Wednesday, October 23, 2013

Matching Faculty and Graduate Students

As a graduate student, the whole process of student-faculty matching was such an enigma. I had visions of faculty in a dark room staring at student pictures, arguing over who got who, blatantly ignoring the student's preferences.

In reality, nothing could be further from that vision. And contrary to what I thought, the process is different every year. The only constant is that the process is a cluster-f***. Here is how it generally works:

1. Students meet with faculty.

2. Students indicate their top choices.

3. The graduate coordinator goes to the faculty member and says, "Hey, student X put you down as #1. Do you want them?"

4. The faculty member says yes or no.

5. Discarded students (and discarded faculty) then go through another round of matching. Believe it or not, there are some faculty (discarded faculty) that no students indicate a preference for. This can be because the faculty member has a bad reputation, has a boring project, or is super-new. Discarded students are those that didn't get their first choice and things just didn't work out. It often does not reflect badly on the student - it is just a matter of bad luck. Sometimes it isn't, where the student clearly isn't going to pass quals, so the faculty don't want them. But students, I assure you that most of the time it is just bad bad luck.

6. And then the politics. And that's where the sh**-storm commences. Super-senior-famous faculty might try to pluck a student from a previously happy faculty student-match. (This is happening to me now). Or your department head might demand that you take student X because no one else wanted them. Or we have students that demand to pursue topic X, even though no one doing topic X has funding that year. Else, we have faculty that decide to take students from other depts, which disrupts the balance of openings to students internally. When people start meddling - and they do every year - it gets crazy.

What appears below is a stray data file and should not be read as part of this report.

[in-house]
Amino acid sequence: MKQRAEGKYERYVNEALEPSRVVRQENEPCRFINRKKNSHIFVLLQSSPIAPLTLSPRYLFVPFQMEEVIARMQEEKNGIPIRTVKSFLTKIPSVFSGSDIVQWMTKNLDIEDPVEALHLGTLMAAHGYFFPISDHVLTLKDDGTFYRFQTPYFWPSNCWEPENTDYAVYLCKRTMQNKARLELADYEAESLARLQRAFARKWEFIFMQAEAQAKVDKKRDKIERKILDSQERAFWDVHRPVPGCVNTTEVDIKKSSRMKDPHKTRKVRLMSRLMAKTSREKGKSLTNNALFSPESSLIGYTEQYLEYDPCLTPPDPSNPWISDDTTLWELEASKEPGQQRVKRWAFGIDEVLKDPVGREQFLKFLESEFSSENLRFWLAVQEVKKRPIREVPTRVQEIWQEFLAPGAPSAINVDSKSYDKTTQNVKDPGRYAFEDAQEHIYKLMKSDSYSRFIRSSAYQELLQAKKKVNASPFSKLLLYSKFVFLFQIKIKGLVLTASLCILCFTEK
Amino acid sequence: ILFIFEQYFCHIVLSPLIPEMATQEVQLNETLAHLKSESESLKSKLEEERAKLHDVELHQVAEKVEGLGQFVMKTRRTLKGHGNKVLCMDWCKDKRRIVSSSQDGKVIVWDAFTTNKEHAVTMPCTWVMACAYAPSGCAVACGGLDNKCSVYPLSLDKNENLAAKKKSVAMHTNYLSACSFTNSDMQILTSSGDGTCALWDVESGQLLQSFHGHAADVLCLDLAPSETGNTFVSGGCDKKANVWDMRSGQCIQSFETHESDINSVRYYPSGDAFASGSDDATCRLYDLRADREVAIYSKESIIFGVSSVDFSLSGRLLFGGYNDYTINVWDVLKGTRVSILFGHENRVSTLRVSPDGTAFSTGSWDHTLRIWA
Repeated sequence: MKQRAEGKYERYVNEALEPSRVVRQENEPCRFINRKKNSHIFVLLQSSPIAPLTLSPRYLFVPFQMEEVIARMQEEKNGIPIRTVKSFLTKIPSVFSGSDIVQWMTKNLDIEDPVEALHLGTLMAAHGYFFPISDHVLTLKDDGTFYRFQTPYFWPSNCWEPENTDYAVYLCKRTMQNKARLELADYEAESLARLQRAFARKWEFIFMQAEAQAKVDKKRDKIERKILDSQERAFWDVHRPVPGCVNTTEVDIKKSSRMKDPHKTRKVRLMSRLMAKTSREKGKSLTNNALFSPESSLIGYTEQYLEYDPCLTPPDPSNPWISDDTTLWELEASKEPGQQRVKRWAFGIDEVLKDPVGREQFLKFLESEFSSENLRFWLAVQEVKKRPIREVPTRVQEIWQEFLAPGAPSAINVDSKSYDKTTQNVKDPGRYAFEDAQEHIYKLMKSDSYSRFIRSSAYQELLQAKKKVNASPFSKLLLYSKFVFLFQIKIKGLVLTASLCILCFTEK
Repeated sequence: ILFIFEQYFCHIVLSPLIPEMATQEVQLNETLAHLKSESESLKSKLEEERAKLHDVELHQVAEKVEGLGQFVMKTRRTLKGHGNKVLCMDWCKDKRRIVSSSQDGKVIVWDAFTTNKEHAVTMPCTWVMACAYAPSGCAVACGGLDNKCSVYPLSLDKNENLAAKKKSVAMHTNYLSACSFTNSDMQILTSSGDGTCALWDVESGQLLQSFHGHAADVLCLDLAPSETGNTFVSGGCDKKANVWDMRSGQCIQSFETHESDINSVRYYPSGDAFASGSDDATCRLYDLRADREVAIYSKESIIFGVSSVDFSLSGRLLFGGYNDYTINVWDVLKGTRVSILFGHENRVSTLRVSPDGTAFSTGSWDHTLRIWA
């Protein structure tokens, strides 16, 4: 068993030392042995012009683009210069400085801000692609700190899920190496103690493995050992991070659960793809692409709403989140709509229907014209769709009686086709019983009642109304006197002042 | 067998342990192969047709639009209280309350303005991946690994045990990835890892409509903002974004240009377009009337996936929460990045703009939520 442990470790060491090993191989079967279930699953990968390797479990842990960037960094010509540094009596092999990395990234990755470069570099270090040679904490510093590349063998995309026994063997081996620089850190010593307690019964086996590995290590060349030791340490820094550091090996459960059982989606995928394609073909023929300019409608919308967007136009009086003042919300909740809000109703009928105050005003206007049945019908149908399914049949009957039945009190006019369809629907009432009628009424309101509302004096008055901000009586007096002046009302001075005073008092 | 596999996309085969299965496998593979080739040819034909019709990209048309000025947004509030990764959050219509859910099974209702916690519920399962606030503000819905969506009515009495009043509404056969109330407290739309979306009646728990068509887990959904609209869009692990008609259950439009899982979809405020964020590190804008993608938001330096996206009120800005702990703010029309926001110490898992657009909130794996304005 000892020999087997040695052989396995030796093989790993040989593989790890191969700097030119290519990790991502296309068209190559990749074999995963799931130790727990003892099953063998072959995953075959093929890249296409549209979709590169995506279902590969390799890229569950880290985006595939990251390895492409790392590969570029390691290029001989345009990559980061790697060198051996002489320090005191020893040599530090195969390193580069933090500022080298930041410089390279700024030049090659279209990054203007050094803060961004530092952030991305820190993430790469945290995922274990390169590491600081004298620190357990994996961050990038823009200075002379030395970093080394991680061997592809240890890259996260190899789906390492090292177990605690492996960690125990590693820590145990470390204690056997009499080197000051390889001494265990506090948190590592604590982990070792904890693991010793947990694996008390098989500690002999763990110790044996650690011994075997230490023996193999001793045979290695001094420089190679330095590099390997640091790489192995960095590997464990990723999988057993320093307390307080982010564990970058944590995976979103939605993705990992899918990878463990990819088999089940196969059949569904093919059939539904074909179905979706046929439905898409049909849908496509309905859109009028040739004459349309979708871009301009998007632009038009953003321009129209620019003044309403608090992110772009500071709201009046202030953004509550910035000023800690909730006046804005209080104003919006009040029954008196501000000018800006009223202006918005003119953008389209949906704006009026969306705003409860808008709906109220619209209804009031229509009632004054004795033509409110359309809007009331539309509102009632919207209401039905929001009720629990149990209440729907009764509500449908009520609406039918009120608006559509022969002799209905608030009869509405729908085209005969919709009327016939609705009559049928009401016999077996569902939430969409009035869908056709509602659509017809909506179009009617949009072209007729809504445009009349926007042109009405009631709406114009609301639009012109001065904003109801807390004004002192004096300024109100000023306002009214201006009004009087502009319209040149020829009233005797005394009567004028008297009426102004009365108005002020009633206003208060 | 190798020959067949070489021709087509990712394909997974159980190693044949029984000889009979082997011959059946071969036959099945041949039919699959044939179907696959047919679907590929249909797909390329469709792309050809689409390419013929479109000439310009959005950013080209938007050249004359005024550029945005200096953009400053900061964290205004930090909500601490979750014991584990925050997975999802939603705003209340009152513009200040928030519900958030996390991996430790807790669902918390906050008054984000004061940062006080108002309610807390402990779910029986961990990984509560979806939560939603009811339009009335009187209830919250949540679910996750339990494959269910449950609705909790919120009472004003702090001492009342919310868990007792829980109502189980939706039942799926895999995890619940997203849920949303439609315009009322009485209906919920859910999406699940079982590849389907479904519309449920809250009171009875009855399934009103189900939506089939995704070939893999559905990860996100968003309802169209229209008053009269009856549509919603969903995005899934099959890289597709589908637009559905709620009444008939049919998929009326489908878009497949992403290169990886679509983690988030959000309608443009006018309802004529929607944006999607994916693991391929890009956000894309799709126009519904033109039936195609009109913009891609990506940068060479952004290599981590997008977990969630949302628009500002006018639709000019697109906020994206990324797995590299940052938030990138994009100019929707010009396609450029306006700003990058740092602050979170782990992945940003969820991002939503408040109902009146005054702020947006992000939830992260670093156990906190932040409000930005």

So that's why it takes so long for the faculty-student matching process. And that is why it is different and bizarre every year. Most of the time, I am the #1 choice for the students I get. Other times, I am the #2 choice. I just want the best people and I usually get them. Most of the time it all works out. But damn it's a mess.

1 comment:

Jenny F. Scientist, PhD said...

That's... very, very special. I hadn't heard of this variation- the one where students pick advisors before even showing up; the rotation and choose-your-own adventure, yes. The last is usually what biologists do - as far as I know, in my program, most of the time, it was negotiated solely and directly between students and faculty. Though I knew of a certain amount of arm-twisting behind the scenes in the cases of certain students, too, including a spectacular clusterfuck where someone got thrown out of someone's lab but not out of the *program*... Anyhow. May the annoying senior faculty's shorts catch fire from your glare and may they then leave you alone.